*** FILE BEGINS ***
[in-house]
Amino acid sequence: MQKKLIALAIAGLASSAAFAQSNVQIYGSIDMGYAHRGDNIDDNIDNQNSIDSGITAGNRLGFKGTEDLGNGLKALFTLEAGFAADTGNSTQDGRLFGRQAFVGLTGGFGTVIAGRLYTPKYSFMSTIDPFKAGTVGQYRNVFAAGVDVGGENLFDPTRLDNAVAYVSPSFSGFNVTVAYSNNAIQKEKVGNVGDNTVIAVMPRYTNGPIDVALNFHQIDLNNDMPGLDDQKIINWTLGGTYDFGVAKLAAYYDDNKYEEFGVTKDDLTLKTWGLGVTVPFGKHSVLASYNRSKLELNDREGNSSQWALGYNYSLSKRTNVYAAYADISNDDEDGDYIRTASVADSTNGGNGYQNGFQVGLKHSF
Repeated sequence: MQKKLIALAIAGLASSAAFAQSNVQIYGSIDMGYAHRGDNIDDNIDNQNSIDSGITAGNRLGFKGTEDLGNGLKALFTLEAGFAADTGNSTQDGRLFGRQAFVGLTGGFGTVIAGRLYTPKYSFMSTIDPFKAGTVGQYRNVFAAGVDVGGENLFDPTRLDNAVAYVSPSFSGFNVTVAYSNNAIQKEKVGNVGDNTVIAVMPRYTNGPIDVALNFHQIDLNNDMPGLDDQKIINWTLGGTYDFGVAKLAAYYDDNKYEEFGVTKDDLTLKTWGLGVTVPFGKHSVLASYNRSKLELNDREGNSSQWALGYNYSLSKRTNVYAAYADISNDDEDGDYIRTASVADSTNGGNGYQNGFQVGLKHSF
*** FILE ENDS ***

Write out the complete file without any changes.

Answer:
[in-house]
Amino acid sequence: MQKKLIALAIAGLASSAAFAQSNVQIYGSIDMGYAHRGDNIDDNIDNQNSIDSGITAGNRLGFKGTEDLGNGLKALFTLEAGFAADTGNSTQDGRLFGRQAFVGLTGGFGTVIAGRLYTPKYSFMSTIDPFKAGTVGQYRNVFAAGVDVGGENLFDPTRLDNAVAYVSPSFSGFNVTVAYSNNAIQKEKVGNVGDNTVIAVMPRYTNGPIDVALNFHQIDLNNDMPGLDDQKIINWTLGGTYDFGVAKLAAYYDDNKYEEFGVTKDDLTLKTWGLGVTVPFGKHSVLASYNRSKLELNDREGNSSQWALGYNYSLSKRTNVYAAYADISNDDEDGDYIRTASVADSTNGGNGYQNGFQVGLKHSF
Repeated sequence: MQKKLIALAIAGLASSAAFAQSNVQIYGSIDMGYAHRGDNIDDNIDNQNSIDSGITAGNRLGFKGTEDLGNGLKALFTLEAGFAADTGNSTQDGRLFGRQAFVGLTGGFGTVIAGRLYTPKYSFMSTIDPFKAGTVGQYRNVFAAGVDVGGENLFDPTRLDNAVAYVSPSFSGFNVTVAYSNNAIQKEKVGNVGDNTVIAVMPRYTNGPIDVALNFHQIDLNNDMPGLDDQKIINWTLGGTYDFGVAKLAAYYDDNKYEEFGVTKDDLTLKTWGLGVTVPFGKHSVLASYNRSKLELNDREGNSSQWALGYNYSLSKRTNVYAAYADISNDDEDGDYIRTASVADSTNGGNGYQNGFQVGLKHSF